numbers were conceived as the time read on a clock-face. Therefore, the manipulation of
strategies determines the relative size of the SNARC effect: while the SNARC effect is
negative when participants are instructed to represent numbers on a ruler, it becomes posi-
tive when representing numbers as the time on a clock face.
Proctor and Cho (2006) attributed the results obtained by Bächthold et al. (1998) to two
different types of association between number and space. On the one side, (i) categorical
spatial relations are according to Proctor and Cho (2006) the main determinant of the
SNARC effect and reflect the polarity correspondence between number magnitude and re-
sponse codes (e.g. small-left/large-right). On the other side, according to these authors (ii)
coordinate spatial relations that can modulate and even invert the SNARC effect when in-
structions induce the activation of mental imagery, such as in the study by Bächthold et al.
(1998). Therein, Proctor and Cho (2006) attribute the activation of coordinate spatial rela-
tions to task instructions, which may more or less emphasize the use of mental imagery
when solving numerical tasks. Importantly, these authors do not specify whether the activa-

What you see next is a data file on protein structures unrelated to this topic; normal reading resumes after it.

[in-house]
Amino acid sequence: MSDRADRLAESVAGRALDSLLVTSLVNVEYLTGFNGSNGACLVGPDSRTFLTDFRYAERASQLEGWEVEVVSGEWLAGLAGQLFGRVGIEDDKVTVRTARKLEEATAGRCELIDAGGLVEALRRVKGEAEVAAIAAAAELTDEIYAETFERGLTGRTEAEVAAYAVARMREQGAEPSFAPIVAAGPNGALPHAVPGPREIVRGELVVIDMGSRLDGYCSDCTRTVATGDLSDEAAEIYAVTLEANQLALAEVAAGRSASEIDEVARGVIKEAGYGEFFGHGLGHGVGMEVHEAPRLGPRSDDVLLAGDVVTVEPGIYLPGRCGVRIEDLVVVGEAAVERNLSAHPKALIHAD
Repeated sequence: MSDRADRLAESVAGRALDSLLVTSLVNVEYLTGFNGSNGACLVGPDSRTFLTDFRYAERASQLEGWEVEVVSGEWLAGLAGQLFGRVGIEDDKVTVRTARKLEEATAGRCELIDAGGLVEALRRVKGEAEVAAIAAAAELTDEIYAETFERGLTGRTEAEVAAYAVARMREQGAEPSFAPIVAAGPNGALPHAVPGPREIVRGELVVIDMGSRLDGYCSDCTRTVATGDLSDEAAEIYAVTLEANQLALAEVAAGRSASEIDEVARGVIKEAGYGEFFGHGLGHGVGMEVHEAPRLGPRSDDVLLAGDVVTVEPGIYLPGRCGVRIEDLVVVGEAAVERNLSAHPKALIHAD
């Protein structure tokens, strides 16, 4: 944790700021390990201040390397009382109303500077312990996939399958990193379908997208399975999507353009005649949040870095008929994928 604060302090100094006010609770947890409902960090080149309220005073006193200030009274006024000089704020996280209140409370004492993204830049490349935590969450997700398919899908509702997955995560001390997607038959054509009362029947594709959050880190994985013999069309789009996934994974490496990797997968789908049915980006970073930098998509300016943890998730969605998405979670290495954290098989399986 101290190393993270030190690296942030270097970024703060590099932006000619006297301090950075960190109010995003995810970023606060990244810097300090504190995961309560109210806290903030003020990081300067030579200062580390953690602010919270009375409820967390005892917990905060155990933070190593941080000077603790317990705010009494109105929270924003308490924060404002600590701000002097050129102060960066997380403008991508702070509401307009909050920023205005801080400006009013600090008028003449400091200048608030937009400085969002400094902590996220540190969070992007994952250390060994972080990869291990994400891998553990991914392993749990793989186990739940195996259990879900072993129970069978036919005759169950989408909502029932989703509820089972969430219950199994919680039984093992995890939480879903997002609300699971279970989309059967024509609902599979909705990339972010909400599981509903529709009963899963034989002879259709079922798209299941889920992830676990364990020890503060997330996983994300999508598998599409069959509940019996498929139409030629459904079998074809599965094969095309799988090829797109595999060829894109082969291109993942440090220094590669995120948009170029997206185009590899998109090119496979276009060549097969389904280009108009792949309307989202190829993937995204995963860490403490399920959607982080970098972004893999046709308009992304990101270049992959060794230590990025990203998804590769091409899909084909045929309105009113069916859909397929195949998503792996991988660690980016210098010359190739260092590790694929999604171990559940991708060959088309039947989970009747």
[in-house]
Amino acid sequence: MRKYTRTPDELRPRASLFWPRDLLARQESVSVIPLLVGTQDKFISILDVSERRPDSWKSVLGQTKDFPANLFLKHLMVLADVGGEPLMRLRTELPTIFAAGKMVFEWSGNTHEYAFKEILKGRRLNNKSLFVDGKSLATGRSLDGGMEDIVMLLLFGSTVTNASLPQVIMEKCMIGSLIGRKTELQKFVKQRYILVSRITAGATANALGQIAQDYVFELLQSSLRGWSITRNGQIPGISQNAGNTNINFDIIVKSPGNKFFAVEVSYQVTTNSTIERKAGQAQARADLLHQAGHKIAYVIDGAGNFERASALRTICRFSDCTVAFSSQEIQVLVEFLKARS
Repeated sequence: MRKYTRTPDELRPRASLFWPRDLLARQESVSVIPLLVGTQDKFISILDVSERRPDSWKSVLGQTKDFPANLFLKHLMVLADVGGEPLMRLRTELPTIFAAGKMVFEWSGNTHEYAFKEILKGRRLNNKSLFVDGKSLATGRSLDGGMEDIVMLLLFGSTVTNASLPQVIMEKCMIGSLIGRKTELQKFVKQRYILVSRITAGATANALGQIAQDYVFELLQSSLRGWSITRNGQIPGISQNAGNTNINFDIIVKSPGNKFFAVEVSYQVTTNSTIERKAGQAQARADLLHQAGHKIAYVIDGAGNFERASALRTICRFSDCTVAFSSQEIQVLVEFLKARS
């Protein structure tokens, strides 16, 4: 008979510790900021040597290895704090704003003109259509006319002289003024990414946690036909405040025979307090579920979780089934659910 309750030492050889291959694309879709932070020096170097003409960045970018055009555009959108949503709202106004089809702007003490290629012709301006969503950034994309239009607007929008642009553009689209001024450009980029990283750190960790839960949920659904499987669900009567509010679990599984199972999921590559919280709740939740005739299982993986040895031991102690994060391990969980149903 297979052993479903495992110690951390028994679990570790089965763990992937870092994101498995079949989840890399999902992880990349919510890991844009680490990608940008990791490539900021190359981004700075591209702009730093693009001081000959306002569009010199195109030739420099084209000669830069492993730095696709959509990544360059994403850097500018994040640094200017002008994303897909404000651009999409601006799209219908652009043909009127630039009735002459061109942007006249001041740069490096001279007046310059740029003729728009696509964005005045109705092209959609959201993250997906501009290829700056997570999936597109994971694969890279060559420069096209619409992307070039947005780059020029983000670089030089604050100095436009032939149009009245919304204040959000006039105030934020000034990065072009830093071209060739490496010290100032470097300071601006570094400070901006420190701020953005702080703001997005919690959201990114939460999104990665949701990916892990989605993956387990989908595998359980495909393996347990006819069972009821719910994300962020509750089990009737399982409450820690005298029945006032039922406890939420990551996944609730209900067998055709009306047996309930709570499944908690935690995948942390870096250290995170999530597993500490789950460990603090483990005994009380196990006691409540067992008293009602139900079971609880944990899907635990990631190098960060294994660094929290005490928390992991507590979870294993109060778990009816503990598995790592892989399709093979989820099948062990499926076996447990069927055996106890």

tion of coordinate spatial relations should lead to a change in the absolute size of the
SNARC effect or only on its direction. Interestingly, while categorical spatial relations are
directly associated with the use of verbal categories which are processed primarily by the left
hemisphere, coordinate spatial relations are more associated with right hemisphere functions
(Laeng et al., 2003). Therefore, it is not improbable that the activation of coordinate spatial
relations, which are subserved by specific brain regions in the right hemisphere, might im-
pact on the absolute size of the SNARC effect and modulate its distribution across response
time ranges. For these reasons we tentatively formulate the hypothesis that
(iii) imagery strategies might have a specific impact on the absolute size of the SNARC
effect.
2.4 The SNARC effect and response discrimination
Beside bimanual responses, the SNARC effect has been reported for many other re-
sponse parameters such as pointing (Fischer, 2003a), eye-movements (Fischer et al. 2004)
and grasping (Andres et al. 2008). Interestingly, Fischer, (2003a) and Fischer et al. (2004)
found consistently a SNARC effect in response latencies but no SNARC effect in response
amplitudes. In contrast, Andres et al. (2008) found a robust SNARC effect in grasping aper-